An obvious attraction for many people is the world-class surf that can be found on many of Newquay’s beaches, however for others, it is just as exciting to watch from your sunbathing spot on the sand! There are over 10 family friendly, lifeguarded beaches in and around Newquay, with others that can be found just a short drive away such as Mawgan Porth or Perranporth. Be sure to take a trip down to the Best British Beach, Crantock, voted for by BBC Coast in 2013. On the outskirts of the town, this beach is a huge expanse of fine sand, with plenty of shelter from wind and great amenities just off the beach. Just next door lays the equally beautiful Pentire beach, sitting at the mouth of the River Gannel and overlooked by the extremely popular (and with good reason!) Bowgie Inn. Head a couple of miles out of town and set up camp on Watergate Bay – a three mile stretch of beautiful sand that is popular with families due to its ease of access and great lunch stops just behind the beach. Watch out for the beach polo competition on Watergate in the summer for a real spectacle!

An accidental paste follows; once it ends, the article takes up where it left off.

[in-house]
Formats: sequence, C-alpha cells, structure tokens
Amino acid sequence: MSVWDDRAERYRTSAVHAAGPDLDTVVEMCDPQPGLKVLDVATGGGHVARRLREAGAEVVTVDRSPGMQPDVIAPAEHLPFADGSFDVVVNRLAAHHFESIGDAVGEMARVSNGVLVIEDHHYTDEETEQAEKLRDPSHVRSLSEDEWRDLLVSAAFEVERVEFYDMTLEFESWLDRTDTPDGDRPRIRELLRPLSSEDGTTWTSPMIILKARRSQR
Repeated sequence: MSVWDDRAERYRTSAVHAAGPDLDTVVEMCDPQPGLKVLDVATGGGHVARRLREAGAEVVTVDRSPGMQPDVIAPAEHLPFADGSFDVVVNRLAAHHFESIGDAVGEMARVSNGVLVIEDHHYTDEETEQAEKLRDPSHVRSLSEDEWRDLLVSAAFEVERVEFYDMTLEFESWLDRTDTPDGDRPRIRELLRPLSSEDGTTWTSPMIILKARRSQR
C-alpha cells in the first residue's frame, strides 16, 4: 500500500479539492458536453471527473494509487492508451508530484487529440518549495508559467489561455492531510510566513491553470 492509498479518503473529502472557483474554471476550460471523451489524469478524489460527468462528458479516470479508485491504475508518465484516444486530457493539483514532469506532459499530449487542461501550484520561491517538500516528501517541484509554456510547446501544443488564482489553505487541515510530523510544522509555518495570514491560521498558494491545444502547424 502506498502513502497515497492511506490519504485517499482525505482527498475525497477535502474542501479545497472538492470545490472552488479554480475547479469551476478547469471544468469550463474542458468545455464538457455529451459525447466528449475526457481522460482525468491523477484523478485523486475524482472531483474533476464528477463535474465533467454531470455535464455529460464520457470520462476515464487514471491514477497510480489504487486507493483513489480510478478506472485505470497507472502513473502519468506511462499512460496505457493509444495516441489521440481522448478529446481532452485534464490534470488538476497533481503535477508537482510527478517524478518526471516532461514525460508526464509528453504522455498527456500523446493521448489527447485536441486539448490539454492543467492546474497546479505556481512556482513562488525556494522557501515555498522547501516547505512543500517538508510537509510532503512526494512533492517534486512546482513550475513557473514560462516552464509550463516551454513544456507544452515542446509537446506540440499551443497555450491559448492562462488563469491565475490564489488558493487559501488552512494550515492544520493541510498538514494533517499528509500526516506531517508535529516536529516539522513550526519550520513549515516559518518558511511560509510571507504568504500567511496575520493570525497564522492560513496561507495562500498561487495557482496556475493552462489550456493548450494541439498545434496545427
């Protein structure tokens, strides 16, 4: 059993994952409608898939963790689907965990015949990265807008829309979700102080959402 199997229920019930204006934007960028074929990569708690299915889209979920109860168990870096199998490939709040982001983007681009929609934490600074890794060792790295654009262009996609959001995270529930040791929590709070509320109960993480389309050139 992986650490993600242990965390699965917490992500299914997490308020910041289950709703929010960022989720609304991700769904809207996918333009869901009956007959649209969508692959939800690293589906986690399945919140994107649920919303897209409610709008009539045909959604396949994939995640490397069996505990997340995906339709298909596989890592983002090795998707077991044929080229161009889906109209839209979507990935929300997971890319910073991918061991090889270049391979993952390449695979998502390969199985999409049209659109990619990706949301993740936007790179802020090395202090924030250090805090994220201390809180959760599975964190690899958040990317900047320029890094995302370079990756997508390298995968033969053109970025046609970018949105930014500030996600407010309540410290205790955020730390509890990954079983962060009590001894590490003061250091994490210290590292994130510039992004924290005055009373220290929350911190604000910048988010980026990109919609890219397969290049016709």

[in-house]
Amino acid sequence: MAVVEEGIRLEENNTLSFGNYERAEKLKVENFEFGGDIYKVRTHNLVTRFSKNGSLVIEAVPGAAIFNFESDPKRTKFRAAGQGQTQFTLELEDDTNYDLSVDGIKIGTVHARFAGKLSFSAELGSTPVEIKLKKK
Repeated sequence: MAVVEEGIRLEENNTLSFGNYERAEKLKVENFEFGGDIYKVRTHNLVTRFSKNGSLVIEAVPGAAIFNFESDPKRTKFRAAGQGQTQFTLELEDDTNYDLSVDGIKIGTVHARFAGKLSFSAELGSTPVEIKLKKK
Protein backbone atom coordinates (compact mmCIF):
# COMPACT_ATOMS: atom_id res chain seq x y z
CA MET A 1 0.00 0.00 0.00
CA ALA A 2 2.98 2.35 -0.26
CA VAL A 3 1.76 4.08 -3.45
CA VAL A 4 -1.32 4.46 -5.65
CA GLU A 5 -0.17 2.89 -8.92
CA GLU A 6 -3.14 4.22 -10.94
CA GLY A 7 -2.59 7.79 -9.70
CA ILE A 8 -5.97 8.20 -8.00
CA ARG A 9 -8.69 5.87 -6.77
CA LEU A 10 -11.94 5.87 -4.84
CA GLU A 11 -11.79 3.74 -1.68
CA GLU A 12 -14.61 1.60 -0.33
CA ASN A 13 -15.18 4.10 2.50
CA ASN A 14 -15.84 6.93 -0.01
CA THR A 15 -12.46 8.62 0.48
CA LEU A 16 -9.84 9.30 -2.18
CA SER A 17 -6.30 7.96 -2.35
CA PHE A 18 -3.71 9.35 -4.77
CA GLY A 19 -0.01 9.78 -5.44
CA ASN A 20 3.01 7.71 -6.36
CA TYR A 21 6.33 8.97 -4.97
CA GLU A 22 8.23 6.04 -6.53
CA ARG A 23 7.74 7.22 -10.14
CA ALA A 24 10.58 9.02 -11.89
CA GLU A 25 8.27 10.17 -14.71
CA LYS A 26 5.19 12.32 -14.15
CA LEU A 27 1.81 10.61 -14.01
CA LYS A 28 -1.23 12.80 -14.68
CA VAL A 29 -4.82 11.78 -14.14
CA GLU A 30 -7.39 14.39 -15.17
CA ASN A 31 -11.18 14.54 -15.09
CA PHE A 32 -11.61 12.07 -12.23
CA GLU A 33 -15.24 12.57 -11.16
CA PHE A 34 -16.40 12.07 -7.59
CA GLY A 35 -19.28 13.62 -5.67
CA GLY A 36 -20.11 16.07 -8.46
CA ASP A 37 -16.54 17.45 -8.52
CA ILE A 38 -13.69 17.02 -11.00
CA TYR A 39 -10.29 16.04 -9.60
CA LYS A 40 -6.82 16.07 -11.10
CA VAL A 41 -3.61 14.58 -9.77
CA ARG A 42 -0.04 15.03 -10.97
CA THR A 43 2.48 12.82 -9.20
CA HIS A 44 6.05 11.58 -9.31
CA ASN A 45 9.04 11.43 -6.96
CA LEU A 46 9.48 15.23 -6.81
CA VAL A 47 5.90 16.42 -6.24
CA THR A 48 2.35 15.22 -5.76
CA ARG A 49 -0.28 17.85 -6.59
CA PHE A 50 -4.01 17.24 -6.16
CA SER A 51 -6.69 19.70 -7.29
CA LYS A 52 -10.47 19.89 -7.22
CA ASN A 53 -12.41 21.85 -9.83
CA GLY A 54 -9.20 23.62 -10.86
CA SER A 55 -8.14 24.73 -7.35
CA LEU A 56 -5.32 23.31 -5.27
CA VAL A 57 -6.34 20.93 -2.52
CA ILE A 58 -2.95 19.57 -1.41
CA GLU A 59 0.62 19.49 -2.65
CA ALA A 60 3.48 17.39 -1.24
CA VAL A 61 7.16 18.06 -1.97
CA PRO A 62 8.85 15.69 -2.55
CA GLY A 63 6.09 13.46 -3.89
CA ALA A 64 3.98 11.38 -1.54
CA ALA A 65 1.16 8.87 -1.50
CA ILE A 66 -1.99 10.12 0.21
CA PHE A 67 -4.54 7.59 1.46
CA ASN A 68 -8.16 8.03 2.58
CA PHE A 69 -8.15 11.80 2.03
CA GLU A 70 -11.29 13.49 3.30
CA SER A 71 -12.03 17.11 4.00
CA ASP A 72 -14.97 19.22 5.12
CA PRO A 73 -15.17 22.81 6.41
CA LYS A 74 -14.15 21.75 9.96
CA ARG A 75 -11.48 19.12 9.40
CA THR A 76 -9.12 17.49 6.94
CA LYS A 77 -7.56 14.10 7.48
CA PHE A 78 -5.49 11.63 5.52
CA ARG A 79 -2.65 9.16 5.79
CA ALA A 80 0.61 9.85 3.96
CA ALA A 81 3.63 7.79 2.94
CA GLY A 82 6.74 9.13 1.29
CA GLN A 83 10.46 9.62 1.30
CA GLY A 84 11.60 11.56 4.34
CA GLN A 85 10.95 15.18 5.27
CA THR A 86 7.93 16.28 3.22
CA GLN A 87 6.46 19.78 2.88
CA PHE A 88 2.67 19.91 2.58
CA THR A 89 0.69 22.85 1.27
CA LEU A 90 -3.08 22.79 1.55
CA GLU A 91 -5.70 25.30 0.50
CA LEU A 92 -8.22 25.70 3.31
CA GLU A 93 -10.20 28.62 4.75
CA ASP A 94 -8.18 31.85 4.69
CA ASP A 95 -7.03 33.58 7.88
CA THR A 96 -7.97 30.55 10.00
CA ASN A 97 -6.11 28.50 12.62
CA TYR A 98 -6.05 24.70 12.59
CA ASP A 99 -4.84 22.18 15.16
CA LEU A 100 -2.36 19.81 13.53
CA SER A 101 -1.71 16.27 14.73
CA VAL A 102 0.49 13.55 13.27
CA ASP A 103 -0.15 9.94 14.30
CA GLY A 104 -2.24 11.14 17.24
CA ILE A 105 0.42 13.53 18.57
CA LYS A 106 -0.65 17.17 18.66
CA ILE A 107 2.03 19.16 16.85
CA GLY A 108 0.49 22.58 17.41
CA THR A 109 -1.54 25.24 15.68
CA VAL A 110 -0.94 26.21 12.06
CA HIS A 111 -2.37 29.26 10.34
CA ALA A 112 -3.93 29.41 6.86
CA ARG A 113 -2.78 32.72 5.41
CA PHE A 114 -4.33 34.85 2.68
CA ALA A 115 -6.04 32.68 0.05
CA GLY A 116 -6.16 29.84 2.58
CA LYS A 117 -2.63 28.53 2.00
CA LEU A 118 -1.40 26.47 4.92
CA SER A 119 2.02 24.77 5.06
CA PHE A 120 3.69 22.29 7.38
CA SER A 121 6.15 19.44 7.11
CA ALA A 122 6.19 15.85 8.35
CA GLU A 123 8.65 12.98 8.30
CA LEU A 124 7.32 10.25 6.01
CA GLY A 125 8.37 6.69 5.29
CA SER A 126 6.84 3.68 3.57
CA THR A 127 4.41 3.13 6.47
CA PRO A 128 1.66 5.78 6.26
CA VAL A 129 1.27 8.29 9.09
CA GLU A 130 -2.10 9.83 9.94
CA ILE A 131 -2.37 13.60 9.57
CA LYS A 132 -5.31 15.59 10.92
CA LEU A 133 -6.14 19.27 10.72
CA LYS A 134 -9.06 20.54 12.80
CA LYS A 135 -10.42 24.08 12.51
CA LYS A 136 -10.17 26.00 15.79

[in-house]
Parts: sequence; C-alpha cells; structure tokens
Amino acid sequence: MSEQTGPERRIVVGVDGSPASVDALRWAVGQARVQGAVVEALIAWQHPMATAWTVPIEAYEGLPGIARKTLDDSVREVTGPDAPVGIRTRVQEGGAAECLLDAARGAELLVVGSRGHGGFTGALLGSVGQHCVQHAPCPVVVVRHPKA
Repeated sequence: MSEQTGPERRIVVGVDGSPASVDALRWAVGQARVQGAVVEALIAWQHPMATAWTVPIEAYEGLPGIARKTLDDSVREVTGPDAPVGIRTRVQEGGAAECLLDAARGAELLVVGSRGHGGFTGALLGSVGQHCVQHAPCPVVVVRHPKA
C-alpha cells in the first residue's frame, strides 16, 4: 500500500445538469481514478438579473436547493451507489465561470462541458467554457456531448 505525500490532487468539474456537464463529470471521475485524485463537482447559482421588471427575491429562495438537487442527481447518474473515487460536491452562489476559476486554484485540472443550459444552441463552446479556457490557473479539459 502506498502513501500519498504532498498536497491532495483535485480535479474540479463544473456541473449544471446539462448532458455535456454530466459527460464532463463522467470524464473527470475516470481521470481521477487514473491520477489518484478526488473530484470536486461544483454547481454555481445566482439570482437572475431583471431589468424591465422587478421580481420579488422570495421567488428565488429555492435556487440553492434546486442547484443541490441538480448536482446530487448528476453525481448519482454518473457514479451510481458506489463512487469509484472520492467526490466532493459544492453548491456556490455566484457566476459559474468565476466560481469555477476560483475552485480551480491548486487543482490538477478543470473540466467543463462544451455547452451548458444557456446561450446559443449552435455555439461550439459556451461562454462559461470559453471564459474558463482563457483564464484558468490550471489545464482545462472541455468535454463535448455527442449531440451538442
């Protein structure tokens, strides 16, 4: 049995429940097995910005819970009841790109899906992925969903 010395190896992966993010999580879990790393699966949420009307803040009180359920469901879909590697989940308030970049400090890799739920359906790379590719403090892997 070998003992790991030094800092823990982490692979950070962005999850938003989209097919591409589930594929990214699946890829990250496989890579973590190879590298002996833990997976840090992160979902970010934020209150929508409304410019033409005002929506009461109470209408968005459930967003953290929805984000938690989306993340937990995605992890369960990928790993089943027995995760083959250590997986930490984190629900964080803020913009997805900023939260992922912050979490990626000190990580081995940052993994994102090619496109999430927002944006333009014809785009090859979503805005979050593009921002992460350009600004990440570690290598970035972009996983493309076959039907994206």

Of course, Newquay’s most iconic beach, Fistral, has to be visited if staying in the area. This West facing, family friendly beach is the perfect place to spend a summer’s day sunbathing and playing in the sea. Extremely popular with surfers due to its consistently brilliant surf, there are surf schools that can be easily found on this beach – great for tiring kids out under the watchful eye of the lifeguards. If you’re after a little more space in the sea, head to the beautiful horseshoe cove of Lusty Glaze, overlooked by tall cliffs sheltering you from any chilly winds.
The town is also home to award winning attractions for the rainy days. Pay a visit to Blue Reef Aquarium, or marvel at the monkeys in Newquay Zoo, or, if you’re after a bit of peace and quiet, stroll through the beautiful National Trust gardens of Trerice or bask in the tranquillity of The Japanese Garden. You can just as easily create your own adventure along the South West Coast Path by following the cliffs out of Newquay in either direction – but make sure you take the diversion across to Towan Island – a section of cliff above the beach that has been separated from the mainline due to erosion, but has since been linked up to a suspension bridge and makes for some fantastic views!
Although beaches make up a great amount of Newquay’s allure, there are many other local attractions that maintain Newquay’s desirability even if it isn’t beach weather. Explore the local independent shops, restaurants and bars and truly soak up the Cornish lifestyle!